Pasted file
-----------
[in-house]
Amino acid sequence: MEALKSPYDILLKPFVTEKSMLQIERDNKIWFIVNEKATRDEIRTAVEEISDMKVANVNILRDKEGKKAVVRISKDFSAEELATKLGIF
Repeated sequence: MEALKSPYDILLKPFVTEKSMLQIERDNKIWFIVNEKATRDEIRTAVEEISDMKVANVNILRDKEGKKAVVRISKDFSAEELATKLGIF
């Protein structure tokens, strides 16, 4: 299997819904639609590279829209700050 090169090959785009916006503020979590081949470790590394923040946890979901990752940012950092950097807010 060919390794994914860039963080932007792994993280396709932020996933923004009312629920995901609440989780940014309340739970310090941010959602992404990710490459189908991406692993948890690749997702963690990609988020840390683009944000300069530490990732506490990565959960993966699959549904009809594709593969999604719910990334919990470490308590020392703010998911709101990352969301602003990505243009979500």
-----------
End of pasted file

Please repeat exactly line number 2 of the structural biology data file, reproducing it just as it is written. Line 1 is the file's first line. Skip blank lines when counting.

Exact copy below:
Amino acid sequence: MEALKSPYDILLKPFVTEKSMLQIERDNKIWFIVNEKATRDEIRTAVEEISDMKVANVNILRDKEGKKAVVRISKDFSAEELATKLGIF